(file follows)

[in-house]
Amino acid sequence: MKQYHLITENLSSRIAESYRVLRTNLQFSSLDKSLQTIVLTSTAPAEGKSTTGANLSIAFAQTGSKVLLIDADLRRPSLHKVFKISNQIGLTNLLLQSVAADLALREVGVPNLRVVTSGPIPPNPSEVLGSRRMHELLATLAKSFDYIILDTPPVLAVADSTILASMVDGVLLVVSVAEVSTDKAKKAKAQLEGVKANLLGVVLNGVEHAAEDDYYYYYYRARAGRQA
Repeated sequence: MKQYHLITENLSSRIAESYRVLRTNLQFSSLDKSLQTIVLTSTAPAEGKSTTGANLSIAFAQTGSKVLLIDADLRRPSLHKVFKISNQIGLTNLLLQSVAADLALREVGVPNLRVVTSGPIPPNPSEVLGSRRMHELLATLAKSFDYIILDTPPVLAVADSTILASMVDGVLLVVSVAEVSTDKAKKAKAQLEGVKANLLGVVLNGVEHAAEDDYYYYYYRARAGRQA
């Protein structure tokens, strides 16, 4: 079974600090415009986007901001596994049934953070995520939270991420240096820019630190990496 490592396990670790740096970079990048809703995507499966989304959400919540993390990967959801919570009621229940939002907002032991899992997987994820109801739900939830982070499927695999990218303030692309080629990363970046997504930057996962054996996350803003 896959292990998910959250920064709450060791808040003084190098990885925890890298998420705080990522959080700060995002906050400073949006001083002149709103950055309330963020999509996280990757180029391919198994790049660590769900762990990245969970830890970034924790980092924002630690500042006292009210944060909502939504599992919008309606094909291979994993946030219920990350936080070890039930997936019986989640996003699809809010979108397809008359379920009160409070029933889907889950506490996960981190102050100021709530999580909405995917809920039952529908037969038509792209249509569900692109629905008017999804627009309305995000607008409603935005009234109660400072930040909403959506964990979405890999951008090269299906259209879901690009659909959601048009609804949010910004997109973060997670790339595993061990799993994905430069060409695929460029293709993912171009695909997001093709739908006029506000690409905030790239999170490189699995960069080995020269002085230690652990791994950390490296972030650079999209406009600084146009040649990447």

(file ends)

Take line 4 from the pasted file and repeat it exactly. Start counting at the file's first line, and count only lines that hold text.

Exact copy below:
């Protein structure tokens, strides 16, 4: 079974600090415009986007901001596994049934953070995520939270991420240096820019630190990496 490592396990670790740096970079990048809703995507499966989304959400919540993390990967959801919570009621229940939002907002032991899992997987994820109801739900939830982070499927695999990218303030692309080629990363970046997504930057996962054996996350803003 896959292990998910959250920064709450060791808040003084190098990885925890890298998420705080990522959080700060995002906050400073949006001083002149709103950055309330963020999509996280990757180029391919198994790049660590769900762990990245969970830890970034924790980092924002630690500042006292009210944060909502939504599992919008309606094909291979994993946030219920990350936080070890039930997936019986989640996003699809809010979108397809008359379920009160409070029933889907889950506490996960981190102050100021709530999580909405995917809920039952529908037969038509792209249509569900692109629905008017999804627009309305995000607008409603935005009234109660400072930040909403959506964990979405890999951008090269299906259209879901690009659909959601048009609804949010910004997109973060997670790339595993061990799993994905430069060409695929460029293709993912171009695909997001093709739908006029506000690409905030790239999170490189699995960069080995020269002085230690652990791994950390490296972030650079999209406009600084146009040649990447």